As well as performing photosynthesis and thereby producing food for the plant, leaves also are able to store water (in the case of succulents, for example). These swollen leaves hold onto water so that in the case of drought, the plant has enough water reserves to survive.

Parts of Plant Cell

Plant Cell Diagram

A cell is a unit that contains many organelles, carrying out different functions and forming the basis for all living organisms. Plant cells are known as eukaryotic cells. This means that they have membranes that contain complex structures within them. Within the cell are several different parts that are responsible for various functions to keep the plant alive. The key components within plant cells include the following.


The nucleus is the control room of the plant cell and is the most important part of any plant cell. It takes on a spherical shape and contains the DNA of the plant within its chromosomes, holding on to all of the plant’s genetic hereditary information. It is responsible for coordinating all of the metabolic functions, including cell growth, protein synthesis, and cell division. By taking care of this, the nucleus regulates all of the functions of the cell. Contained within the nucleus are also other organelles, some of which produce ribosomal RNA.

Smooth Endoplasmic Reticulum

The main function of the smooth endoplasmic reticulum is to produce, digest, and transport lipids and proteins. It is a membrane structure surrounding the rough endoplasmic reticulum, and it lacks ribosomes, which is why it is smooth. It is primarily responsible for moving material through the cell.

Rough Endoplasmic Reticulum

This interconnected membrane system, unlike the smooth endoplasmic reticulum, is vast. It is situated directly next to the nucleus and features ribosomes, which give it a rough quality. The rough endoplasmic reticulum is a network which works to manufacture proteins and transport materials through the cell, similar to the smooth endoplasmic reticulum. It also produces lysosomal enzymes and sends them to their required destinations.


These organelles are interesting in that they are only found in plant cells. They contain chlorophyll, giving the foliage of the plants their green color and aiding in the process of photosynthesis. The function of the chloroplast is to capture sunlight to conduct photosynthesis.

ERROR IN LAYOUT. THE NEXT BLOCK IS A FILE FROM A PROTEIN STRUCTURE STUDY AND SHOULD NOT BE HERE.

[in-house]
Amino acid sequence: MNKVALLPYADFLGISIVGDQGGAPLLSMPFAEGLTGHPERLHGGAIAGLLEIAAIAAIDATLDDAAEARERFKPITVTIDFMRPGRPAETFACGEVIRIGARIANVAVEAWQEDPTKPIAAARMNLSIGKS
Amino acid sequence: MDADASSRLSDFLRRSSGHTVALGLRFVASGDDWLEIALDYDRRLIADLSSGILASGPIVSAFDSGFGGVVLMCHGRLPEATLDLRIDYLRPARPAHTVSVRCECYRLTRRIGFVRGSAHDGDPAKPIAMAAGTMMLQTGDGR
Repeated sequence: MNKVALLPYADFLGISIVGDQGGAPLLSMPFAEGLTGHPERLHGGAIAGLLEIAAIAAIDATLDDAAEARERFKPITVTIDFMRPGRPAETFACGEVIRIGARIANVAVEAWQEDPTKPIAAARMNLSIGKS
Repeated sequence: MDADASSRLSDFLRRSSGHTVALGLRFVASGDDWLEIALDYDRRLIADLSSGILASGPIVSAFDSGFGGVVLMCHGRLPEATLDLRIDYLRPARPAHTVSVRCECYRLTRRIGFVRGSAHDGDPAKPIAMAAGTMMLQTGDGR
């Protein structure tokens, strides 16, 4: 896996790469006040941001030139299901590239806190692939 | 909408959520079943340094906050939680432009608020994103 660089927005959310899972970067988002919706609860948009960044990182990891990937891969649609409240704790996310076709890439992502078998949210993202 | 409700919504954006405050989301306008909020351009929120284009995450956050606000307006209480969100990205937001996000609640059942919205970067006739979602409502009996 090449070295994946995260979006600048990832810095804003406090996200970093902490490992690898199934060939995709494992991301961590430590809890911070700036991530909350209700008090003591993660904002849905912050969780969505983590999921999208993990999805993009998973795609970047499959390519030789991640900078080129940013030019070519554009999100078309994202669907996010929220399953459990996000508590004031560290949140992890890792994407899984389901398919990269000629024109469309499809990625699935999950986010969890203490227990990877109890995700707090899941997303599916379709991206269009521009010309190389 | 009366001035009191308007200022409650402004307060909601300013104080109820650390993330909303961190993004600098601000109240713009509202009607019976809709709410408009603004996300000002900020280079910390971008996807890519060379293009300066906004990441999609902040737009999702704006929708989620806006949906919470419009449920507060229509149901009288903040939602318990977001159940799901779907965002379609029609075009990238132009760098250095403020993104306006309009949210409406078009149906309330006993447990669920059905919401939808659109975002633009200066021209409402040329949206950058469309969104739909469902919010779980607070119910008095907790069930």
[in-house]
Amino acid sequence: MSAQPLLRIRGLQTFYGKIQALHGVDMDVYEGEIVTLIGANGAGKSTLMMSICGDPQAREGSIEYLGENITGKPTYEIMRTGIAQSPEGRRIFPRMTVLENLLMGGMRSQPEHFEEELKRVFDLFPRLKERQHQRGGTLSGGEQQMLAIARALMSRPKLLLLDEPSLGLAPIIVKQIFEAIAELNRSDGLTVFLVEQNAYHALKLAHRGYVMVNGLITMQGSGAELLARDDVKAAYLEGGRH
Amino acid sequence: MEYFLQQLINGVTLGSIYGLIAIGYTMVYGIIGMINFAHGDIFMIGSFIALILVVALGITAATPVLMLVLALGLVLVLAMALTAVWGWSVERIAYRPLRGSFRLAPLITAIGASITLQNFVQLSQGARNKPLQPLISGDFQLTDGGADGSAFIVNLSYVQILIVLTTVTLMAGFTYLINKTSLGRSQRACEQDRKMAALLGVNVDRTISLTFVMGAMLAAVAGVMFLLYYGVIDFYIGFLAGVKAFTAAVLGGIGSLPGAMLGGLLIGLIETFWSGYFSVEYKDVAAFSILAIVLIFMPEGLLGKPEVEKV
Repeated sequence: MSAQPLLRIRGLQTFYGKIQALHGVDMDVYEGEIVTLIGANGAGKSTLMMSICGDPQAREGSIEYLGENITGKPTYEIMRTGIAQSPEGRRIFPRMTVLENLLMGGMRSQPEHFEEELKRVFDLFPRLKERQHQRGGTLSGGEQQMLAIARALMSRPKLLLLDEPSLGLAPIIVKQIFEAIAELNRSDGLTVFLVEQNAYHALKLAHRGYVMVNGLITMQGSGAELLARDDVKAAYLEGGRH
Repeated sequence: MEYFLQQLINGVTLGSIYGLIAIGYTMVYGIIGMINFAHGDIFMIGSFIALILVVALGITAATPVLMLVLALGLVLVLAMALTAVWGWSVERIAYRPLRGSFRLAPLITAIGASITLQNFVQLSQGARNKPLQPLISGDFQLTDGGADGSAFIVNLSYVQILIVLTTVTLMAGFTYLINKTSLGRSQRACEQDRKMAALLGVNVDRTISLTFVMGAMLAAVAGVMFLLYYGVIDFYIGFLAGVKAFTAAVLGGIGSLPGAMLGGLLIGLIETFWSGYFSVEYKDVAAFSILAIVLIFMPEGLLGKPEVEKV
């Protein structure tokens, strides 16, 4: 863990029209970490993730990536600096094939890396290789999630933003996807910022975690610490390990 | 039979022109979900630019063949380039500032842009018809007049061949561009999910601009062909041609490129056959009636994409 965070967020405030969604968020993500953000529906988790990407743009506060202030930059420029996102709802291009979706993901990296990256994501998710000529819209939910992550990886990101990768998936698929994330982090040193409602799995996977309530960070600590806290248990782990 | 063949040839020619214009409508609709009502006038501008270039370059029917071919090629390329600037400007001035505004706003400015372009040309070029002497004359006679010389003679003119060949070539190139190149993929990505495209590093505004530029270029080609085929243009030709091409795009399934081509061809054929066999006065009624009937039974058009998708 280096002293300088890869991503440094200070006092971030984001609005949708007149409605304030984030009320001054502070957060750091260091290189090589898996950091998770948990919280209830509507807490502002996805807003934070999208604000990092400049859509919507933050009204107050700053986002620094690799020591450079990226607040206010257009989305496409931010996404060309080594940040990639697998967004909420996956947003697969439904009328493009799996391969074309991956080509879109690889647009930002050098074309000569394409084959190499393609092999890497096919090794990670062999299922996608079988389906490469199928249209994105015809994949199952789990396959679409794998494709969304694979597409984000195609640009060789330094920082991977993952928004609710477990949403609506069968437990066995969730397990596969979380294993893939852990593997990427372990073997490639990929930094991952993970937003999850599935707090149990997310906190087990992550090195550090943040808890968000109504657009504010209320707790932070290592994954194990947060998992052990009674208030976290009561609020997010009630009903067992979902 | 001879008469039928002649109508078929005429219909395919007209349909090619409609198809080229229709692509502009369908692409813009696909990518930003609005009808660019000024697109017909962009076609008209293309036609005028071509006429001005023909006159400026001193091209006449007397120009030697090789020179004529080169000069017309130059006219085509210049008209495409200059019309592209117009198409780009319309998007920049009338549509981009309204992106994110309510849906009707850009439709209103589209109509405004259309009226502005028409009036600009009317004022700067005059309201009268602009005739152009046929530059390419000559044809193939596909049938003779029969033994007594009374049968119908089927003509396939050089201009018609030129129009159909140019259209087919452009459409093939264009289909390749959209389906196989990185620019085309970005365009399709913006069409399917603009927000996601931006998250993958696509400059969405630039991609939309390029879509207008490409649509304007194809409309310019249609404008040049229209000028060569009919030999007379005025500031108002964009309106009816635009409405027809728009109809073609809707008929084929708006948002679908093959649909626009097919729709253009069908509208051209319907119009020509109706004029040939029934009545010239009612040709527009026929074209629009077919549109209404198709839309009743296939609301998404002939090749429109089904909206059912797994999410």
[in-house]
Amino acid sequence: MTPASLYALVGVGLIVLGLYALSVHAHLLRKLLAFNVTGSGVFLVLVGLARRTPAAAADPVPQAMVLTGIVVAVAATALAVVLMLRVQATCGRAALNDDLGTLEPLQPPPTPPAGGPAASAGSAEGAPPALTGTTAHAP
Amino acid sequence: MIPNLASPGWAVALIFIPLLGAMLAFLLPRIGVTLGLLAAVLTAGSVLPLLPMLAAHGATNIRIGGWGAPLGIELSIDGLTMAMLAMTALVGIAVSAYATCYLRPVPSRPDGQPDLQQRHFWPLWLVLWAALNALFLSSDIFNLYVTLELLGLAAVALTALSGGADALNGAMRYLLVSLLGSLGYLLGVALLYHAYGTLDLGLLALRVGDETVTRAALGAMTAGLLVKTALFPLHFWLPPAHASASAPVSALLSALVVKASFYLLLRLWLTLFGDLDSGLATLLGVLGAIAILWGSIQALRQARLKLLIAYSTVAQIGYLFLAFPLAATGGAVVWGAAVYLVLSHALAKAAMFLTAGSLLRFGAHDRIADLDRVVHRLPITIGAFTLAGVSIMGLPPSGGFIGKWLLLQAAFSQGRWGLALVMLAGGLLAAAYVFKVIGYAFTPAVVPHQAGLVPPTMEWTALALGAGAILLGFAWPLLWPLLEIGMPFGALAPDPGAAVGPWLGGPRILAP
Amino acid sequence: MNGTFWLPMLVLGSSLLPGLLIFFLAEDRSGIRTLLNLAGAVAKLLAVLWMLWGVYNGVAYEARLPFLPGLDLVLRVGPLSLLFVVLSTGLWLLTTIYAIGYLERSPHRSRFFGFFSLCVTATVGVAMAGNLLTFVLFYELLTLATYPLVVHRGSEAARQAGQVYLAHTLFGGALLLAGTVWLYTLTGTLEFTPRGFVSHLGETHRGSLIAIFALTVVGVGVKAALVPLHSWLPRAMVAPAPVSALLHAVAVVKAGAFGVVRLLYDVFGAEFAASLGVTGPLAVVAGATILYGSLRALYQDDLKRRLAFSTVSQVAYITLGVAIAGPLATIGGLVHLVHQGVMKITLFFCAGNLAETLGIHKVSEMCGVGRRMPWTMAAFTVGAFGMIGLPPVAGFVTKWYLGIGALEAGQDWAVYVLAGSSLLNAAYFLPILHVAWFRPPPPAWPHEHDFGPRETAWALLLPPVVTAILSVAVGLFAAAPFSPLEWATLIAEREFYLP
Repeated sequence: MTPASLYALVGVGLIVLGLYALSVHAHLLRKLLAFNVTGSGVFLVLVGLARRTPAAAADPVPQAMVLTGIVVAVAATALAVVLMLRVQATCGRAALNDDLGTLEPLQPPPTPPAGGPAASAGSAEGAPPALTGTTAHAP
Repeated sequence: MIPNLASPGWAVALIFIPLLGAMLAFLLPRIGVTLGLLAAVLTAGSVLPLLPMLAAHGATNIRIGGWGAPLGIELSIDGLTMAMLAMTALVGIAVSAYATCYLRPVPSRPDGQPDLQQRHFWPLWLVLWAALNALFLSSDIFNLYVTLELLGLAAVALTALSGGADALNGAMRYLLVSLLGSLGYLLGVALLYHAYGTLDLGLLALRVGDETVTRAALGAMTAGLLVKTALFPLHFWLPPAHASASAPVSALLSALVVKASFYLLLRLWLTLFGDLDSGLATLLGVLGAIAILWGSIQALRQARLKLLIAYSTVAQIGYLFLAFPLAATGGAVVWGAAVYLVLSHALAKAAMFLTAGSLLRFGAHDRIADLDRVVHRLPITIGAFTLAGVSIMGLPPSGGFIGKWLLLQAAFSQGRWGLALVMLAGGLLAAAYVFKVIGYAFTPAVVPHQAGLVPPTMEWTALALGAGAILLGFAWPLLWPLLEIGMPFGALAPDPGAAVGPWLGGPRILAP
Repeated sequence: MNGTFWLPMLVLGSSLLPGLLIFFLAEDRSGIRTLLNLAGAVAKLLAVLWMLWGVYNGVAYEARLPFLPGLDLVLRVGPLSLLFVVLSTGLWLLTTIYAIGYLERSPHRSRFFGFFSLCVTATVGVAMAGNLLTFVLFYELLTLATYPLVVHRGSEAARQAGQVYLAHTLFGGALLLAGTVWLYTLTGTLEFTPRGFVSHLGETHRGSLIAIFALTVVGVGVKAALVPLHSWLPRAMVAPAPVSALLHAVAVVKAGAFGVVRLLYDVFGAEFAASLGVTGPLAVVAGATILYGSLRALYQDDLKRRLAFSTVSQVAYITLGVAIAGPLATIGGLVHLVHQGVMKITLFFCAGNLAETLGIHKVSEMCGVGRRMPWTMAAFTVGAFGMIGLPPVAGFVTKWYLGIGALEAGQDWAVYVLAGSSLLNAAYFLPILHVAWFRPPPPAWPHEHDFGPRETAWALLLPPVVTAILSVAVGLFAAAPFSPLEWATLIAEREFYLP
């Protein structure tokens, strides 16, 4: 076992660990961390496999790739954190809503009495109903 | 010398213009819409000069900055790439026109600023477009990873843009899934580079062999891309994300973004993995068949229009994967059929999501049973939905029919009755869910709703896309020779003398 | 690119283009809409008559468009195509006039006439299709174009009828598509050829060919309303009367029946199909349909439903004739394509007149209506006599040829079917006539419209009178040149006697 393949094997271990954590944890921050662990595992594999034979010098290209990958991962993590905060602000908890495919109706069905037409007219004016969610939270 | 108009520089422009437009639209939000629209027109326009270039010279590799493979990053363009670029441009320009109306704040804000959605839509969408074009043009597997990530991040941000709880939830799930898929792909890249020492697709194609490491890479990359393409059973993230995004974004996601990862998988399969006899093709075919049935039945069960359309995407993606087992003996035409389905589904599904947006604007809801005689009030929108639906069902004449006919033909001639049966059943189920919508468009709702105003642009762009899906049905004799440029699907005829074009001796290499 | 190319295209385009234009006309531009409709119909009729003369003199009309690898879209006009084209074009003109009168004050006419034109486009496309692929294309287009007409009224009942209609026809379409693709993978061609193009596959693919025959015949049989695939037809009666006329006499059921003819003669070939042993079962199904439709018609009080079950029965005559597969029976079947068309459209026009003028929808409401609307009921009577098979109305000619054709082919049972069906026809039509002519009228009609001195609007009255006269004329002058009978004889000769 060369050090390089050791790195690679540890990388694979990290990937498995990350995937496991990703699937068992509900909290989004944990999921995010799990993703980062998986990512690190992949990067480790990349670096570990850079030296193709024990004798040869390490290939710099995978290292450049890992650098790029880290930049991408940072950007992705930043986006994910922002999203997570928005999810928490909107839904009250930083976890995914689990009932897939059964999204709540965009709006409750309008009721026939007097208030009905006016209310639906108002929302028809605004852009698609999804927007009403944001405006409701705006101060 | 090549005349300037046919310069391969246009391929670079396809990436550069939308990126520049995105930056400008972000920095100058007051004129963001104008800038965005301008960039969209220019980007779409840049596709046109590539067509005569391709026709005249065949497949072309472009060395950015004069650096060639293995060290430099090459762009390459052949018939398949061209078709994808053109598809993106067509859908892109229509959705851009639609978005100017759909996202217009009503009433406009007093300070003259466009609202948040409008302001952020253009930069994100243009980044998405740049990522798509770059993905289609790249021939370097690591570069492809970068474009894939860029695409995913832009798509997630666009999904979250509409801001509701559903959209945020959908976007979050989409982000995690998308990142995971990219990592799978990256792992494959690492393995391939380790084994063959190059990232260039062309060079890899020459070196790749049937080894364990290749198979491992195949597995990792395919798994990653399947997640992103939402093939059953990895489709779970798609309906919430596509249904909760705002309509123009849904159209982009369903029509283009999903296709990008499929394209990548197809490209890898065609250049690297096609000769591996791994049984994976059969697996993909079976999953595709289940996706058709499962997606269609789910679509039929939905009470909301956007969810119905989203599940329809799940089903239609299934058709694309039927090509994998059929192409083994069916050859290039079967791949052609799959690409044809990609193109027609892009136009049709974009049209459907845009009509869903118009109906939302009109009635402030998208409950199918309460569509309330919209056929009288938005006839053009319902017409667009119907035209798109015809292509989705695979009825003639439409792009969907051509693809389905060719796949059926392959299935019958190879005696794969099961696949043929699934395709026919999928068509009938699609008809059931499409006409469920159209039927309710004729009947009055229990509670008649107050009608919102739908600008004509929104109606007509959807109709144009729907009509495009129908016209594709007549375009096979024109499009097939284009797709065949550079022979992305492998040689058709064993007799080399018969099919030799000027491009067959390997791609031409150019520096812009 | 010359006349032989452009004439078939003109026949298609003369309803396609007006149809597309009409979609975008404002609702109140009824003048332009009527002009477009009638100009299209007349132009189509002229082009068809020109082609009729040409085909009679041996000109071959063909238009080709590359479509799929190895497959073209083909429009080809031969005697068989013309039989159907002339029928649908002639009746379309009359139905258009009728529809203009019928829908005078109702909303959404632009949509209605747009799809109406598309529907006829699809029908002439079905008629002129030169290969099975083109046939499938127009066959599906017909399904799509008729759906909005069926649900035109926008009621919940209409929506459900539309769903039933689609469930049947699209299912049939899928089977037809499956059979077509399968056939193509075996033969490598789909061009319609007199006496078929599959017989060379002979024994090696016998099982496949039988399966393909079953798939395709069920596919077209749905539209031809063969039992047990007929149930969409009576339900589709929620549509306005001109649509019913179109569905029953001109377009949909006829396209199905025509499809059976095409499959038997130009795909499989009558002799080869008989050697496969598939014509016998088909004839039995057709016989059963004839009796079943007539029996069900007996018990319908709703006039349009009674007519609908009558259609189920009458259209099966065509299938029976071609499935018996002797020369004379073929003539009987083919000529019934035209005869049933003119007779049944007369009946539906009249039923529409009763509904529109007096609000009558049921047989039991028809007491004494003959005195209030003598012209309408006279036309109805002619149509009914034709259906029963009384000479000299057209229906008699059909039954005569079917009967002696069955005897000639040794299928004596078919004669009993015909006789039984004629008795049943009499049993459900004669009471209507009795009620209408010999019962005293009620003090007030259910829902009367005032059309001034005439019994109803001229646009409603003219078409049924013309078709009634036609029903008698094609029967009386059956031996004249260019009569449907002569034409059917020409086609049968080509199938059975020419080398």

Cell Membrane

The cell membrane is responsible for protecting the cell from the external surroundings. It contains fats, lipids, and proteins, which are formed together in a thin layer to create a wall around the cell’s organelles. Liquids are able to pass through the cell membrane when necessary, so it is also able to regulate the transference of matter required for the continued existence of the cell’s organelles.

Cell Wall

The cell wall is another protective wall. However, this one is firm and fairly inflexible. Its rigid properties make it resistant to outside forces and allow it to maintain and support the form of the cell. It is made predominantly from cellulose fiber and also has the function of preventing the cell from growing too big.


The cytoplasm is the base of all of the cell’s organelles. It has a semi-liquid form, similar to a gel, which keeps all of the organelles in place. It is transparent and colorless, made up mostly from water and salts. The function of the cytoplasm is to keep the organelles of the cell in their proper places to allow for multiple cell processes, including the metabolism of the cells.


The mitochondrion is the power station of the cell. It performs a lot of important functions, including regulating cellular metabolism and membrane potential, as well as programming the demise of the cell. It is also responsible for converting sugar into Adenosine Triphosphate. Adenosine Triphosphate is an energy store which also releases the energy to allow for normal functioning of the cell.


Ribosomes are granular-like substances of Ribonucleic acid that create proteins from amino acids. It is the home of protein biosynthesis, building, and synthesizing proteins.


The vacuole helps to maintain cell shape and regulates the cell’s internal environment. It is a water-filled sac that stores waste products and nutrients, isolating anything that is deemed harmful to the cell and disposing of it. It protects the cell from any unwanted materials by exporting them away from the cell.